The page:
Revision: Bumps, Bruises and Colored Pens

Revision by Kirstie Earlene

Twenty-thousand words to go. My first revision is nearly over. I was directionless in the beginning. I flailed, trying to fix holes, not really knowing what was missing. I spent several months on a single scene agonizing over the minutia because something “wasn’t right.”

I finally realized I needed better tools. I purchased access to the Writer’s Digest Tutorials. Armed with the information in these videos I was able to make huge leaps in my understanding, not only of the elements missing, but also the things I had done particularly well.

My confidence soared.

The trouble is, that with new knowledge comes a new understanding of your work. I realized I had missed many things the first time through. I want to offer the best I have and my best will take another revision…or two.

But that’s okay.

These bumps and bruises are a great learning experience. I may have experienced a set back in my time frame, but I gained a deeper understanding, not only of my novel, but of my own writing, my strengths, and my weaknesses. This new knowledge can inform my future and make the process for myself, and my future agent easier. Learning from the bumps, and bruises along the way is a part of life.

It’s uncomfortable.

It’s very uncomfortable, even painful, seeing your manuscript full of colored lines marking problems. But here’s the thing, the saving grace, the discomfort helps you grow.

Yes. Being uncomfortable during the revision process is important. You should feel like you are riding over a road littered with potholes. You have to keep a firm grip on the steering wheel to avoid going off the road, it’s hard, it’s exhausting, it’s painful, and it’s uncomfortable, but at the end of that ride you have grown. You can handle a pothole riddled road and are a better driver for it. Writing and revision are the same. The more you push yourself beyond comfort, the more you will improve. It is critical to use those pens, sticky notes, highlighters, or whatever techniques you choose, to assess and evaluate your writing.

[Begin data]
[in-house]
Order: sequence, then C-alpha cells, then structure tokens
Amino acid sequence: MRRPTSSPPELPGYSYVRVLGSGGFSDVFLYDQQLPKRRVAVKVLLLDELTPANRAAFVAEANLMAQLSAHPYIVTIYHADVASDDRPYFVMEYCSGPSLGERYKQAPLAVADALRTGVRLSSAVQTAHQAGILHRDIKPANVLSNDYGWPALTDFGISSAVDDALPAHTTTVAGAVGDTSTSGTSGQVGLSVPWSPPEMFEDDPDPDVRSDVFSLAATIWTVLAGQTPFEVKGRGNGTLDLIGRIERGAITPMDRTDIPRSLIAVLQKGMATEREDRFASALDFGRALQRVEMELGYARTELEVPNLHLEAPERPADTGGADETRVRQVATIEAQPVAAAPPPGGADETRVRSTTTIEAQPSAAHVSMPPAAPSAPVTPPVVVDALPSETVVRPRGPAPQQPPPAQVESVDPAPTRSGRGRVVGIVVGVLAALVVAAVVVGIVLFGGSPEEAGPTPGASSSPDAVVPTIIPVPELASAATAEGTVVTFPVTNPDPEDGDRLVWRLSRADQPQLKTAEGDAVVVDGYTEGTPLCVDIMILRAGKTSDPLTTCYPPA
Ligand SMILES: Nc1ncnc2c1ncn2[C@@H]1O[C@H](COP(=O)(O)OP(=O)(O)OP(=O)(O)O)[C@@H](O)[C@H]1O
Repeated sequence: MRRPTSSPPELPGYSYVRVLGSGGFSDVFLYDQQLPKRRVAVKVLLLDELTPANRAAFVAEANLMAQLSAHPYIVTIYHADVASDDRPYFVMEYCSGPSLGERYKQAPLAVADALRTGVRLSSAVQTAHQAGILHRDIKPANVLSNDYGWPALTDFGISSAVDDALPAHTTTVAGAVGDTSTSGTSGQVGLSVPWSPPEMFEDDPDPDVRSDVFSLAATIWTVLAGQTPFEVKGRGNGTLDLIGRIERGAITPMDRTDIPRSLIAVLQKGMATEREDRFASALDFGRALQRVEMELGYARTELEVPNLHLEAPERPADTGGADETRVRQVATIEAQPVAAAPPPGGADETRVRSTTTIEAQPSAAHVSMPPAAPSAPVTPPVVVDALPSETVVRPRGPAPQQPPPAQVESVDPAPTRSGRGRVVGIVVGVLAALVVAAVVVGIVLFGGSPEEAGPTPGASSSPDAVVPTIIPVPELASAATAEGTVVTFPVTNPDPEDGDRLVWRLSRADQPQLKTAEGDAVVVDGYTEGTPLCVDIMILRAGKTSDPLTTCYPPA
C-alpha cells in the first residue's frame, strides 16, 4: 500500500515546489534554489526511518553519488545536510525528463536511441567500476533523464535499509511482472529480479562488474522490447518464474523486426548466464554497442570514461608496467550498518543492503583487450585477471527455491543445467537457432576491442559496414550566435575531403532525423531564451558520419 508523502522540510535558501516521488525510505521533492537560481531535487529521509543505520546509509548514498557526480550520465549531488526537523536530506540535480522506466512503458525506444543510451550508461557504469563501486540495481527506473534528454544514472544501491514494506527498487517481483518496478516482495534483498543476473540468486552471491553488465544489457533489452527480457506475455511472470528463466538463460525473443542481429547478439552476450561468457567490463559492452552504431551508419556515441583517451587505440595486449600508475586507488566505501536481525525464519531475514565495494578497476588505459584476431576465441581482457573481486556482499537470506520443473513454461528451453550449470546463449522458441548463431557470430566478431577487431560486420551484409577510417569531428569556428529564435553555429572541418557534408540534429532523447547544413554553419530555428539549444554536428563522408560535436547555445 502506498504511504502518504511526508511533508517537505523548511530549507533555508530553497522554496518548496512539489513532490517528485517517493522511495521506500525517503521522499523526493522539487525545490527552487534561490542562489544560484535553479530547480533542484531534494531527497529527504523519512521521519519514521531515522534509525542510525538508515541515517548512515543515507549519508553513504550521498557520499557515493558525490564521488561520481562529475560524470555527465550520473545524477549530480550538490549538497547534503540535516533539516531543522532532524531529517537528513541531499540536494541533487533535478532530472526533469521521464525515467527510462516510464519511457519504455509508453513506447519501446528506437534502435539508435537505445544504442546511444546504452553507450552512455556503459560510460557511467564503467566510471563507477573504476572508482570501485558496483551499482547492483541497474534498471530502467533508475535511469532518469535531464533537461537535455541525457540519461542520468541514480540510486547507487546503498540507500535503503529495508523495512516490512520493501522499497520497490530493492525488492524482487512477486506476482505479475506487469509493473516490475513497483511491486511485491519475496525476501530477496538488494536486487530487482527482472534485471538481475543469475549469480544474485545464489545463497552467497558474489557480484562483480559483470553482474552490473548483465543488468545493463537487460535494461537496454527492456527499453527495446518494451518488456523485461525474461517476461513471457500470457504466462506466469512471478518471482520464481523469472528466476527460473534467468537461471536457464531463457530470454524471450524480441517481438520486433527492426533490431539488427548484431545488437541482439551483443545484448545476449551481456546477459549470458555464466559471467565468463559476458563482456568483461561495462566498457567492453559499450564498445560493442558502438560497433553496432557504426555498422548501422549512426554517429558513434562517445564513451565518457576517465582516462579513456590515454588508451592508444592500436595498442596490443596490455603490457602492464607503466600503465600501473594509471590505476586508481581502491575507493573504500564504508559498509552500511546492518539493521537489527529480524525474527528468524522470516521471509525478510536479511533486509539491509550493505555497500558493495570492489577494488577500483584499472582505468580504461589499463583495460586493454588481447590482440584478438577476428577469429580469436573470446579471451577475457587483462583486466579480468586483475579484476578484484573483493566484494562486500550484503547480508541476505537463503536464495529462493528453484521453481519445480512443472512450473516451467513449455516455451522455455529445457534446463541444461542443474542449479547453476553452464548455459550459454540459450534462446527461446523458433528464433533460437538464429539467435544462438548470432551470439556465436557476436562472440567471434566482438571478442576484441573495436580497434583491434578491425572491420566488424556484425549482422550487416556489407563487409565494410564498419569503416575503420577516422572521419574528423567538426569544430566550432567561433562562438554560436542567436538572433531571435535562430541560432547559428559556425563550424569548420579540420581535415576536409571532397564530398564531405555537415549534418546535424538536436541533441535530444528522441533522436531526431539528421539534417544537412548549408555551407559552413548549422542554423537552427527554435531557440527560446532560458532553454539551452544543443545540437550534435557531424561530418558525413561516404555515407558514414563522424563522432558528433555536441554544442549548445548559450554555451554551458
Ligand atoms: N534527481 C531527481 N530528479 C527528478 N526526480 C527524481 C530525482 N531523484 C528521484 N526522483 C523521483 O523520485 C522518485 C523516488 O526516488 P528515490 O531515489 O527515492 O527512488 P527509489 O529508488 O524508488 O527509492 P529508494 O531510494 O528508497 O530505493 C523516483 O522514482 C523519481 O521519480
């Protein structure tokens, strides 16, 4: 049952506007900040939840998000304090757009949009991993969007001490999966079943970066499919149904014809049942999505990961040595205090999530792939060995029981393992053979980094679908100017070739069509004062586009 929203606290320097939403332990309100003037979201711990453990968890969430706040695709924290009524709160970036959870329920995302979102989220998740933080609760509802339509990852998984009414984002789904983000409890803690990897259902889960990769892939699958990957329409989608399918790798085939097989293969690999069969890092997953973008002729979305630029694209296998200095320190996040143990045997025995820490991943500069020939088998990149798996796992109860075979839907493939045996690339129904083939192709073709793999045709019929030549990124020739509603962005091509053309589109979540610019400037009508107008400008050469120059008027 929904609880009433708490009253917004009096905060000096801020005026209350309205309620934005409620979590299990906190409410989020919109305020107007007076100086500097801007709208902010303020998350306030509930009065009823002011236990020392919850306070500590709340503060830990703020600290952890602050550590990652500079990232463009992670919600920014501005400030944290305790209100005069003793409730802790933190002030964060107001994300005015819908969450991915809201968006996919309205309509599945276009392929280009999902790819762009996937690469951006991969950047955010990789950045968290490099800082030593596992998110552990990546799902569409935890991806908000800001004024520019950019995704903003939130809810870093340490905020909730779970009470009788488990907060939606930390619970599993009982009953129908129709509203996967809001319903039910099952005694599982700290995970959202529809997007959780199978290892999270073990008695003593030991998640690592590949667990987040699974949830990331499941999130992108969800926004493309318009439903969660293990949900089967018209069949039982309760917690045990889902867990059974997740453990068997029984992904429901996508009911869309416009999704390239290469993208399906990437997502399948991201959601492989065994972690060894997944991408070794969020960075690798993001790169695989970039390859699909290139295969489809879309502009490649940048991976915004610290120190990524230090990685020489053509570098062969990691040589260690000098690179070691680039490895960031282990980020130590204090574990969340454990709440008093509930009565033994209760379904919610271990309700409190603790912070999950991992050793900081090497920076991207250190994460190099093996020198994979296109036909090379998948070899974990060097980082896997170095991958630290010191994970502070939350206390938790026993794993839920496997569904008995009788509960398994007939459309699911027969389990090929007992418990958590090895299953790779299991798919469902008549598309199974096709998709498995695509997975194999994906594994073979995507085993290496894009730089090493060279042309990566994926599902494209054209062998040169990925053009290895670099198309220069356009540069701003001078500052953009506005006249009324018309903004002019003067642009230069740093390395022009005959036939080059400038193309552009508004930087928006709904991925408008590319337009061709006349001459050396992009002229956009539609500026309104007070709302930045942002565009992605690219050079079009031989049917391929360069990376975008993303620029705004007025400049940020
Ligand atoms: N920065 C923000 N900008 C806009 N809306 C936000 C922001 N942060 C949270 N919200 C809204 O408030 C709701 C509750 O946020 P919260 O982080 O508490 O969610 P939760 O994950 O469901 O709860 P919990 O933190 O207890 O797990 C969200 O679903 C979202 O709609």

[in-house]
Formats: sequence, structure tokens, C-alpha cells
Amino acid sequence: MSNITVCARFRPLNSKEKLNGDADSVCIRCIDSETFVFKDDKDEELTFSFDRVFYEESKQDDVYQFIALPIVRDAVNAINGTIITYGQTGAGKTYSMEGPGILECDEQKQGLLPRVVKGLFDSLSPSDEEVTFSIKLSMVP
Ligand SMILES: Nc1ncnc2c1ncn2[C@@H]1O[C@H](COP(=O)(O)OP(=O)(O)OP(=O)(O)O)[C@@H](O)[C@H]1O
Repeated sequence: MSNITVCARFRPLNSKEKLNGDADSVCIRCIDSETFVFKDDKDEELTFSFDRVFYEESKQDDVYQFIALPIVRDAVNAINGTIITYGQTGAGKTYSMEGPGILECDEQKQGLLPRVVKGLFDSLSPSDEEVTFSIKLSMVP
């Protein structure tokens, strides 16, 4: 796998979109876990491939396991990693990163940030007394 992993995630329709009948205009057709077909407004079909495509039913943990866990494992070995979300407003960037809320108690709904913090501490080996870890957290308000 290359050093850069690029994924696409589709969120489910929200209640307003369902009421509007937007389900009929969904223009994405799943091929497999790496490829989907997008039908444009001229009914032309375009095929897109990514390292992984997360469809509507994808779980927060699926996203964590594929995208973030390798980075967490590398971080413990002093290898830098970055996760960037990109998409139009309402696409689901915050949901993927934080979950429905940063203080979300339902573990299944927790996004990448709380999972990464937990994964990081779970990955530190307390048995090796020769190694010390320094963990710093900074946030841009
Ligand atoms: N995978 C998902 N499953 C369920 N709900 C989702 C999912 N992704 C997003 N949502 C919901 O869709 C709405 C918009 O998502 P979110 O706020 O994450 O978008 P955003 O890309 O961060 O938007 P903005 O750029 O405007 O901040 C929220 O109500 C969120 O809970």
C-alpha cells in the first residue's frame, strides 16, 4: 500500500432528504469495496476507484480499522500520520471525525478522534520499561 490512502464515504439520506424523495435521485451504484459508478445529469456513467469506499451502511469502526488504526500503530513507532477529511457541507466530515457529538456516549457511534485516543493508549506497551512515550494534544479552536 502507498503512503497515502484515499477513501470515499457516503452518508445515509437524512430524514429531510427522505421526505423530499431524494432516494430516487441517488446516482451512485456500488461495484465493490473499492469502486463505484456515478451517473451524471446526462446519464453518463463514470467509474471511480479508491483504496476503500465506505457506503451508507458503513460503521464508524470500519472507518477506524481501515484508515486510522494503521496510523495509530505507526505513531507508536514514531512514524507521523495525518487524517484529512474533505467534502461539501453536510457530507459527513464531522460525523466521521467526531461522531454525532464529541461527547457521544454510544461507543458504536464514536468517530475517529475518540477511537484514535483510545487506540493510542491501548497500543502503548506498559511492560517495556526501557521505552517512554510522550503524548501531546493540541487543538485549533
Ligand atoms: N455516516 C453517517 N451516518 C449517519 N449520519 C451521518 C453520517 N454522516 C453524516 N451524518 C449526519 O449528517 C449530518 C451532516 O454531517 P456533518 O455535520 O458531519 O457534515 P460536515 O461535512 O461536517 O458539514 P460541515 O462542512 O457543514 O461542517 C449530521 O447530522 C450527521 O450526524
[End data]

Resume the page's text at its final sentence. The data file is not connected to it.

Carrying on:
Make yourself uncomfortable.

You should squirm in your chair at all the naive errors. You should want to scratch the itch of an inconsistent setting or a lack of tension. These should make you uncomfortable to the point where you want nothing more than to fix them and find all the little problems so none of those discomforts remain when you read your work.

The reward for temporary discomfort is success and wild improvement in your ability.

Every time I have moved to a foreign country, whether to study or to live, it has thrown me out of my comfort zone. Each time I have grown as a person. The same is true in my writing. Every time I push beyond what is comfortable, I discover new, better ways of telling the story rattling around in my head.

I urge you, in your life, in your revisions, to make yourself uncomfortable. Do not fall into complacency. Demand the absolute best from yourself. Push yourself to discomfort then go a little further. That’s where the growth happens, that’s when you discover your best, most clever ideas and stories.

Don’t seek perfection, that’s a never-ending trail that leads to doom. Seek the best you are capable of now. Seek to challenge your limits and you’ll find most of them weren’t really limits at all, only obstacles to overcome.

Revision is not your enemy.
The colored pens are not your enemy.
Revision and colored pens (stickies etc.) are your tools.

They help you to be uncomfortable, to innovate, to create, to discover new ways of telling the story that’s in your soul.
Let discomfort be your friend and companion, she’ll teach you to be your best self.



Here are some of my favorite resources to help you grow:

Writer’s Digest Tutorials
An incredible resource on everything from genre writing to querying, editing and revision. All from top professionals in the industry.

Ink and Quills
A fantastic website and blog with lots of helpful tips!

Writing with Emotion, Tension and Conflict, by Cheryl St. John
A fabulous book that provides great exercises and examples of how to build and maintain these three important factors in your novel.

Characters and Viewpoint by Orson Scott Card
A funny, informative book that really helps you nail down the special aspects of your chosen narrator, and the special details that make characters compelling and memorable. I highly recommend this book for character development! 

So Good They Can’t Ignore You by Cal Newport
This is not strictly related to writing but it is invaluable for building your mindset and your attitude toward skill building. His thesis is unconventional, but his advice and thinking is sound. I highly recommend this book for anyone looking to improve themselves and their work. 

I also highly recommend following Literary Agents and Editors on Twitter! They post useful information, and tips that can be an invaluable insight into the industry and the people we writers depend on.


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